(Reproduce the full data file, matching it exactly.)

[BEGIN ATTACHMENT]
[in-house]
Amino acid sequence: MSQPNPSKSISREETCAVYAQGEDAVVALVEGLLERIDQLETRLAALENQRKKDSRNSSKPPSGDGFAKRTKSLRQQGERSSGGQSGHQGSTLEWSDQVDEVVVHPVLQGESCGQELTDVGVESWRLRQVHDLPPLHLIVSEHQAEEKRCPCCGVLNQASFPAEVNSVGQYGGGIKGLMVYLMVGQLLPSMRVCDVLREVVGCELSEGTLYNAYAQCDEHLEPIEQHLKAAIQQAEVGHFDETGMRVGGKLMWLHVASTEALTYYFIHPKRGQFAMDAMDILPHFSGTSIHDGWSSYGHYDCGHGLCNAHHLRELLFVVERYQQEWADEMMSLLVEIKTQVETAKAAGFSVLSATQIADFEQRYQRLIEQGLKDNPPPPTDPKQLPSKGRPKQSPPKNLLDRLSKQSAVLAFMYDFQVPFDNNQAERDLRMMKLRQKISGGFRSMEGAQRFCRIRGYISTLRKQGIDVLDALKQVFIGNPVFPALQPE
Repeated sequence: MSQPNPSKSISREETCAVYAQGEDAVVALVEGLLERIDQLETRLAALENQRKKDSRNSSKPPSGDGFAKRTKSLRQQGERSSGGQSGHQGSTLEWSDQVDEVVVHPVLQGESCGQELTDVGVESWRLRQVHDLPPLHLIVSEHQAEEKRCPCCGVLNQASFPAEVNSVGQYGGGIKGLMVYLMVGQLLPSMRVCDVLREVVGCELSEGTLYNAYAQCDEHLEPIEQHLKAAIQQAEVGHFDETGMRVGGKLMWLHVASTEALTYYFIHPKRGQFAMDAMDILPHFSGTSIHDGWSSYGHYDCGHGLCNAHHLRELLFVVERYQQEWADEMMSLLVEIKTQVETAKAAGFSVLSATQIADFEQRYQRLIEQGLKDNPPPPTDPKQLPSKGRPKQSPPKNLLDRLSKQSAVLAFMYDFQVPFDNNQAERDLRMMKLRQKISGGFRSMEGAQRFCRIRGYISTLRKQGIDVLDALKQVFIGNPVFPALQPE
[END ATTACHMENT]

[in-house]
Amino acid sequence: MSQPNPSKSISREETCAVYAQGEDAVVALVEGLLERIDQLETRLAALENQRKKDSRNSSKPPSGDGFAKRTKSLRQQGERSSGGQSGHQGSTLEWSDQVDEVVVHPVLQGESCGQELTDVGVESWRLRQVHDLPPLHLIVSEHQAEEKRCPCCGVLNQASFPAEVNSVGQYGGGIKGLMVYLMVGQLLPSMRVCDVLREVVGCELSEGTLYNAYAQCDEHLEPIEQHLKAAIQQAEVGHFDETGMRVGGKLMWLHVASTEALTYYFIHPKRGQFAMDAMDILPHFSGTSIHDGWSSYGHYDCGHGLCNAHHLRELLFVVERYQQEWADEMMSLLVEIKTQVETAKAAGFSVLSATQIADFEQRYQRLIEQGLKDNPPPPTDPKQLPSKGRPKQSPPKNLLDRLSKQSAVLAFMYDFQVPFDNNQAERDLRMMKLRQKISGGFRSMEGAQRFCRIRGYISTLRKQGIDVLDALKQVFIGNPVFPALQPE
Repeated sequence: MSQPNPSKSISREETCAVYAQGEDAVVALVEGLLERIDQLETRLAALENQRKKDSRNSSKPPSGDGFAKRTKSLRQQGERSSGGQSGHQGSTLEWSDQVDEVVVHPVLQGESCGQELTDVGVESWRLRQVHDLPPLHLIVSEHQAEEKRCPCCGVLNQASFPAEVNSVGQYGGGIKGLMVYLMVGQLLPSMRVCDVLREVVGCELSEGTLYNAYAQCDEHLEPIEQHLKAAIQQAEVGHFDETGMRVGGKLMWLHVASTEALTYYFIHPKRGQFAMDAMDILPHFSGTSIHDGWSSYGHYDCGHGLCNAHHLRELLFVVERYQQEWADEMMSLLVEIKTQVETAKAAGFSVLSATQIADFEQRYQRLIEQGLKDNPPPPTDPKQLPSKGRPKQSPPKNLLDRLSKQSAVLAFMYDFQVPFDNNQAERDLRMMKLRQKISGGFRSMEGAQRFCRIRGYISTLRKQGIDVLDALKQVFIGNPVFPALQPE